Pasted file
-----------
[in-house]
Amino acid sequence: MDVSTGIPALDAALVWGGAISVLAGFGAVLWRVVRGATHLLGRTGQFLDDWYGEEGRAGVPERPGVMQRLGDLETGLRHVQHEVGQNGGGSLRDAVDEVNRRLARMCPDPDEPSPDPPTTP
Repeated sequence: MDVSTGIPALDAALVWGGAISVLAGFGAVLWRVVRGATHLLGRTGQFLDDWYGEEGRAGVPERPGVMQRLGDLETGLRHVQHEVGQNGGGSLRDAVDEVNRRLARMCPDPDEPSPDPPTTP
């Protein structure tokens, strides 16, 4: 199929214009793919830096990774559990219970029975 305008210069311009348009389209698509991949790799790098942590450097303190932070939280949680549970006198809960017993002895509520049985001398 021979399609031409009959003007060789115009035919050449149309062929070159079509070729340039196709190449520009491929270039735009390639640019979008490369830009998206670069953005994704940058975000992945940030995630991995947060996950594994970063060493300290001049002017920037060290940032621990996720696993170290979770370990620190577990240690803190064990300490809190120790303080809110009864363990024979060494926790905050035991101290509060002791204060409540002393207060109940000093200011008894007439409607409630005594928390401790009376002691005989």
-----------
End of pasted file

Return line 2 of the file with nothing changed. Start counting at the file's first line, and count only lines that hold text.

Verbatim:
Amino acid sequence: MDVSTGIPALDAALVWGGAISVLAGFGAVLWRVVRGATHLLGRTGQFLDDWYGEEGRAGVPERPGVMQRLGDLETGLRHVQHEVGQNGGGSLRDAVDEVNRRLARMCPDPDEPSPDPPTTP